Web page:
COMMENTARY | With Boston Celtics Summer League action underway, the clock starts ticking for president of basketball operations Danny Ainge to trim his packed roster.
Rife with young talent on their Orlando Summer League squad, the Celtics also stand to inherit five new players from the Kevin Garnett, Paul Pierce and Jason Terry trade with the Brooklyn Nets (which will process on July 12, when Nets inclusion Kris Joseph officially elapses his three-month contract).
With first-round draft selection Kelly Olynyk, Boston's roster features 13 players with guaranteed contracts and 18 players total. That's a smidgen more than the 12 active spots and 15 total spots allowed at the opening tip of a season.
Luckily, Ainge has some time. Summer leagues typically help general managers whittle down overcrowded teams, right? Anyone? Bueller?
Unfortunately, this offseason has been completely atypical, and the summer league could make roster cuts even more difficult. The Celtics assembled one of the more impressive squads in the Orlando league, with talented players just begging for the deserved attention of scouts and managers.
Here's a run-down of the standouts from Boston's Summer League squad.
Kelly Olynyk, PF/C
Of course, the most fulgurant player in the nation has been Olynyk, the sharpshooting seven-footer from Gonzaga Ainge moved up three draft picks to select. Fondly referred to as "KO" by NBA TV commentators, Olynyk dazzled against the Orlando Magic Sunday and Detroit Pistons Monday. His combination of long-range shooting and high-post domination definitely turns heads.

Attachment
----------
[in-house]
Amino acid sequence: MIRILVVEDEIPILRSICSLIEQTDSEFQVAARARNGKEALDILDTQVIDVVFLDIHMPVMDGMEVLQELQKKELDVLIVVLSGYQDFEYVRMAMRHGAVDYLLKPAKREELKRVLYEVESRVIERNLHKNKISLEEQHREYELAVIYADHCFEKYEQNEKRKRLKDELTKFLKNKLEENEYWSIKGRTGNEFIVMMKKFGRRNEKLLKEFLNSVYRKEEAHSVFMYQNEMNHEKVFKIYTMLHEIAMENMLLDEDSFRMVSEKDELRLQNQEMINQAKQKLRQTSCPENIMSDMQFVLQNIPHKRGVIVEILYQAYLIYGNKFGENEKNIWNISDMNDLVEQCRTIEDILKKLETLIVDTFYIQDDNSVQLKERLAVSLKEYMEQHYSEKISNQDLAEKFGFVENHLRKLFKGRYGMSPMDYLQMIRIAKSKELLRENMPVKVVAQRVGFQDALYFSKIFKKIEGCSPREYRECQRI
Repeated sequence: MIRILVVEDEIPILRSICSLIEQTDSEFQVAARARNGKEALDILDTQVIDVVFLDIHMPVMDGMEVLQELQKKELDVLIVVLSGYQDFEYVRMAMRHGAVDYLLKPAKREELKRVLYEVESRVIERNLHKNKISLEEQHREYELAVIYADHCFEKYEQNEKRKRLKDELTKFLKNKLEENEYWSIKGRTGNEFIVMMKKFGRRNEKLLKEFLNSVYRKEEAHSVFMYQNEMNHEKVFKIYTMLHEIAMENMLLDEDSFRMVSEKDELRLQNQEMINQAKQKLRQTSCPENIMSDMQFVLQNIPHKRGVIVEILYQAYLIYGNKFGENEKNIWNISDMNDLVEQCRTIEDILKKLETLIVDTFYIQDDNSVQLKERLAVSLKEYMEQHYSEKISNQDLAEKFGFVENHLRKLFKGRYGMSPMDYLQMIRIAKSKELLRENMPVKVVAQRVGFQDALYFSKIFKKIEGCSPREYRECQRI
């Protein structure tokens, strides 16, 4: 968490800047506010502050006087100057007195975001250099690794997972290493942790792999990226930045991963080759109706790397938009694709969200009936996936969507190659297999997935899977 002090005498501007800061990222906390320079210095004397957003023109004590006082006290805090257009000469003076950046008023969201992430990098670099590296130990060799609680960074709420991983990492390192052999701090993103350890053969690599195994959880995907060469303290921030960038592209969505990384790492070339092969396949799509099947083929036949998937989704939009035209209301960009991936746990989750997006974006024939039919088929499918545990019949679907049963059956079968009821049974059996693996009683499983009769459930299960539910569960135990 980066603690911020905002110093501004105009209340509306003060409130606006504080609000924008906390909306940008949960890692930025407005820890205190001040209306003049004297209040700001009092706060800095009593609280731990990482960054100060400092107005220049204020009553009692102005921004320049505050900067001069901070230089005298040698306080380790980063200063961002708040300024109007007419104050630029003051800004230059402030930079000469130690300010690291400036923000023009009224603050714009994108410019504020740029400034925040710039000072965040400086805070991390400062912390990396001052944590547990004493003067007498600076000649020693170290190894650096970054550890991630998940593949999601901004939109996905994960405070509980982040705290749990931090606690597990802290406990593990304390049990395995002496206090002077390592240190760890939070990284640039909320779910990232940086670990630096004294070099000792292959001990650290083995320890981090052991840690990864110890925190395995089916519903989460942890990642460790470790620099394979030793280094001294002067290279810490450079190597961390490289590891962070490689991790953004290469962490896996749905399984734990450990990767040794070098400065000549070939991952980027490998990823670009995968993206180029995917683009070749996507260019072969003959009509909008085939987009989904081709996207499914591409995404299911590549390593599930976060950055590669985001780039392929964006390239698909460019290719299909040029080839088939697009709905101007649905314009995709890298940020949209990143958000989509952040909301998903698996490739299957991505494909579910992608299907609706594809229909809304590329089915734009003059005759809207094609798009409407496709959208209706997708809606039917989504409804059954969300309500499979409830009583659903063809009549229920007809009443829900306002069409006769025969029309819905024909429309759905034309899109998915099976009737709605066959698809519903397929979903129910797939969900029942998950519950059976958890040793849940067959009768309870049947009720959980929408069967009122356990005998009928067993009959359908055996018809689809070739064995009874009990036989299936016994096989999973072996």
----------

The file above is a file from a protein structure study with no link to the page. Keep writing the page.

With his trademark long hair flying around the court, he shot a staggering 14-of-21 from the field (3-of-6 from three) in about 48 minutes combined over his first two games. He also hauled in 13 rebounds, seven steals and five assists. He seems to be making it a point to hit the glass aggressively, something detractors pointed out when Ainge revealed how much he coveted the 22-year-old.
Colton Iverson, C/PF
Speaking of rebounds, another player making an imprint has been second-round acquisition and fellow seven-footer Colton Iverson (originally drafted by the Indiana Pacers, then traded to Boston for cash moments later). Iverson has been an absolute beast, utilizing his wide 7'0", 260-pound frame to notch nine boards in a combined 29 minutes of play.
He still needs to develop his offensive game, and improve his free throw shooting, but Iverson could be a huge boost as early as next season given his physical brand of basketball. He punishes opponents who drive the lane, and sets jaw-rattling picks.
However, don't be surprised if he ends up playing overseas in Europe next year. There's plenty of time for this 24-year-old to bruise NBA bodies down low.
Phil Pressey, PG
Then there's Phil Pressey, the undrafted Missouri point guard Ainge reportedly called minutes after the second round ended because he liked him so much. Pressey, who played high school hoops in Waltham, Mass., has shown that whatever contract he signed could be extended well past the summer league.
The 5'11", 177-pound speedster has averaged 11.5 points and four assists in 21.8 minutes per game. He also displayed brilliant man defense Monday, shutting down his counterpart, Louisville product Peyton Siva. Maybe there was a little gamesmanship attributed to the fact that Siva was drafted in the second round, because Pressey limited him to only four points and two assists.
Pressey oozes self-assurance, so nobody should be surprised by his confidence that he'll make the final roster heading into the fall. Let's just hope he works on his turnover issues (nine total in the first two games) and continues to improve on his shooting touch.